Social media giant Facebook has announced the launch of its own cryptocurrency called Libra. The new global currency will be available as a stand-alone app, and will allow people to send and receive money, as well as purchase services and goods from Facebook and other partner platforms, through a purposely developed digital wallet called Calibra. While Facebook’s declared aim is to provide a monetary exchange platform for individuals who do not have access to traditional banking services, the launch of Libra is met with skepticism by many analysts who are concerned about users’ privacy. The Cambridge Analytica scandal has marred Facebook’s reputation, and there is little doubt about the fact that, through the combination of big data analytics and artificial intelligence, the social media giant will be able to accurately profile and map the users' purchasing patterns.
In May, members of the US Senate committee on banking, housing, and urban affairs wrote an official letter to Mark Zuckerberg, Facebook’s CEO, expressing their concerns about possible privacy violations. “It is important to understand how large social platforms make data available that can be used in ways that have big implications for consumers’ financial lives,” the letter stated. “It is also important to understand how large social platforms use financial data to profile and target consumers.”
In his address delivered during the Finance Malta 12th Annual Conference, Dr. Wayne Pisani, Grant Thornton Partner for Financial Services and head of the Fintech Team, had foreseen the disruptive effect that initiatives such as Libra might have on the world of finance. “Financial institutions should look beyond crypto and be less focussed on the FinTech or incumbent dichotomy, and watch out for competition from the tech and e-commerce giants like Google, Apple, Facebook, Amazon, and Alibaba since they have the power of aggregated communities; possibly a precursor to open banking and open data regimes”, said Dr Pisani.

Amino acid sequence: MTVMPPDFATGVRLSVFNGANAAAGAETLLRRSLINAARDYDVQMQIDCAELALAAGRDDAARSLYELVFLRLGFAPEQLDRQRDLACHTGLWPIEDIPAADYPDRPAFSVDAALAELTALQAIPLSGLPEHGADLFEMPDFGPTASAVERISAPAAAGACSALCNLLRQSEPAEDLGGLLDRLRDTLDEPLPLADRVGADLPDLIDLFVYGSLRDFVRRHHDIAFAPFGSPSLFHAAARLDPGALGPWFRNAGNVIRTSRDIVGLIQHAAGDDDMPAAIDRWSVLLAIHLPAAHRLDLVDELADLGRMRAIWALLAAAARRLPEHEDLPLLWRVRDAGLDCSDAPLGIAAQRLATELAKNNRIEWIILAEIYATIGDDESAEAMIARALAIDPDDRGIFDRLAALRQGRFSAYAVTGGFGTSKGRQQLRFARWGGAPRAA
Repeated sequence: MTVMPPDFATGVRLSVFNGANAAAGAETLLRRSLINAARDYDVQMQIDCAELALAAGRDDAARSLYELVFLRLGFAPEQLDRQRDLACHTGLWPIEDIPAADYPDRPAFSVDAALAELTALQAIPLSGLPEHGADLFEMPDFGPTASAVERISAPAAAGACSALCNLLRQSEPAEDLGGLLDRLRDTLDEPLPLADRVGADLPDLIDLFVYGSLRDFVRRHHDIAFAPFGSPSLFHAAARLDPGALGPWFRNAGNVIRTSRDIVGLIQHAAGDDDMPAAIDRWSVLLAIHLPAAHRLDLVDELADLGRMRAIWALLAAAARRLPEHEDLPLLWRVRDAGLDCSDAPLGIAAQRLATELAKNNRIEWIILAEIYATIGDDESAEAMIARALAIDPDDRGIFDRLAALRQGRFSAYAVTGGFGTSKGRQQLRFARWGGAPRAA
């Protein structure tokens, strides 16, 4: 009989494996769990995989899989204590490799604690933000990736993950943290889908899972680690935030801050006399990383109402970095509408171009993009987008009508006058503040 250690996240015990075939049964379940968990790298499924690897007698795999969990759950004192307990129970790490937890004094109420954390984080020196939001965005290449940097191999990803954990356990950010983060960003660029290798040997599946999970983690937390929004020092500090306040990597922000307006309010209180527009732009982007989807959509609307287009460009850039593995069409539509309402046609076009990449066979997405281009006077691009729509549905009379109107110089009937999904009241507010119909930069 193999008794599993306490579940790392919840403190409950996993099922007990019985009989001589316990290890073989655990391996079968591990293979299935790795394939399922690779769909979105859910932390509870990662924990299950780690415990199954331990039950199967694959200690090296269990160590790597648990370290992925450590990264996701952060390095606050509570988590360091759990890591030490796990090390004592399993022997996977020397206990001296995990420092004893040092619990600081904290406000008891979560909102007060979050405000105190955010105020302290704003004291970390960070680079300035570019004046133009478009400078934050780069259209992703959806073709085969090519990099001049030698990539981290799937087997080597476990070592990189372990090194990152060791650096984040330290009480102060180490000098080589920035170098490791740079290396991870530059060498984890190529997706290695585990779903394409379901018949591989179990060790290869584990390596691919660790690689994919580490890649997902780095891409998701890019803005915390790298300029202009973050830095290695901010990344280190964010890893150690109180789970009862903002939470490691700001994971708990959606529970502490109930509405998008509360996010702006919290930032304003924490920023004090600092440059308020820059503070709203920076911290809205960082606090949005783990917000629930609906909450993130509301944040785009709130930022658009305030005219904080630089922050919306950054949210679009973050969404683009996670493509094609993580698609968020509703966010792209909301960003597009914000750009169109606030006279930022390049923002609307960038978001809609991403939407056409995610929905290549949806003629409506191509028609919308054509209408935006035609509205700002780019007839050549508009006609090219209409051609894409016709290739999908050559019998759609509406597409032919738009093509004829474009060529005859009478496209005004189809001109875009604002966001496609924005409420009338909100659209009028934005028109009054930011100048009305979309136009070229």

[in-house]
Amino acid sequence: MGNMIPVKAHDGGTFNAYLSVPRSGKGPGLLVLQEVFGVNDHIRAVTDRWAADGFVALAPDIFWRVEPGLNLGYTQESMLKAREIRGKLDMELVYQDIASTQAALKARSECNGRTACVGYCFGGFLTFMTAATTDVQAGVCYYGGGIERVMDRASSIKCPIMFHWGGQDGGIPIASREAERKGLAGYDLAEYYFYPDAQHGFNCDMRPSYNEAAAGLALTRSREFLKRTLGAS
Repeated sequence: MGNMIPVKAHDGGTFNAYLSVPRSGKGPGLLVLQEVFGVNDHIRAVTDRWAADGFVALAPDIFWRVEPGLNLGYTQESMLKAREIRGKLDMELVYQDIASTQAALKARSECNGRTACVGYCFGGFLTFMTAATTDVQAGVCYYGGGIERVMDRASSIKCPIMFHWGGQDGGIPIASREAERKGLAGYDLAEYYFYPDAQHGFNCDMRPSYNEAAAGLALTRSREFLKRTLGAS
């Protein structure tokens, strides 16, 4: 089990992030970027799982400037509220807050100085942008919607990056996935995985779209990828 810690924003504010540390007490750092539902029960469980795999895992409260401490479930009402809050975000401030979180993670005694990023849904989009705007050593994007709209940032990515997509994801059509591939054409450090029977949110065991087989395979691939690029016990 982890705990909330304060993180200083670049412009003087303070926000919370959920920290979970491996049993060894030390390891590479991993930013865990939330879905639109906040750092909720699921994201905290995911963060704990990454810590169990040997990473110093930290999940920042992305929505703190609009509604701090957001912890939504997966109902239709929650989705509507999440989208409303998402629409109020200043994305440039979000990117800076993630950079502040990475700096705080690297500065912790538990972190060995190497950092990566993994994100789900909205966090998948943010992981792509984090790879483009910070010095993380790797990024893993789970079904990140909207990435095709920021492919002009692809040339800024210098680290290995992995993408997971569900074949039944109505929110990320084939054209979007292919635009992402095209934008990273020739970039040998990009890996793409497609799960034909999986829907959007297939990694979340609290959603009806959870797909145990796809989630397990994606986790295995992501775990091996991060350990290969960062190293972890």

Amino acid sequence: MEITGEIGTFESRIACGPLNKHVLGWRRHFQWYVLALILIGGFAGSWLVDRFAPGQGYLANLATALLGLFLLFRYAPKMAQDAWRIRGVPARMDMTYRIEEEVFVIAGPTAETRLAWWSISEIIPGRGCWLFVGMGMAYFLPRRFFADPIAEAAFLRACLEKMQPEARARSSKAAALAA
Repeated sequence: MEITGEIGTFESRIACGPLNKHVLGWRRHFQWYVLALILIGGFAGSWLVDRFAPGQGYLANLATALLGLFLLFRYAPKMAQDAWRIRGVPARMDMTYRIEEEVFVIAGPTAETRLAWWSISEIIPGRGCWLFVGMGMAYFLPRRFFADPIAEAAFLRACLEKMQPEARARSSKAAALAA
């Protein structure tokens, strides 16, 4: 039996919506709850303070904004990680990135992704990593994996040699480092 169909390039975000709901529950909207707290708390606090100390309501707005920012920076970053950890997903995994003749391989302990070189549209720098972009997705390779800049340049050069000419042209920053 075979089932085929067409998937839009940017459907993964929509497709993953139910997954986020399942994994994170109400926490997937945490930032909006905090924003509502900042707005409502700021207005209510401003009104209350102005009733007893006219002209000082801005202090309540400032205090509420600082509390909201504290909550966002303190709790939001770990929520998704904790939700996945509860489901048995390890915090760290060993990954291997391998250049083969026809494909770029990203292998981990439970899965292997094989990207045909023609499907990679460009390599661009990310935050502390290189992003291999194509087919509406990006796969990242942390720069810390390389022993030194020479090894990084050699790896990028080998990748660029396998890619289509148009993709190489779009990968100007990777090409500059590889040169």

Libra is administered by the Libra Association, a consortium of firms which includes Uber, Mastercard, PayPal, eBay and crypto exchange Coinbase. Each of these companies has contributed a minimum of 10 million US Dollars to the venture, giving the company more than 1 billion US Dollars to put towards the new currency. The new global currency, which runs on its proprietary blockchain technology, is tied to a mix of global assets to prevent the level of volatility common in the digital currency space. The use of its blockchain technology will also allow it to quickly scale to more users.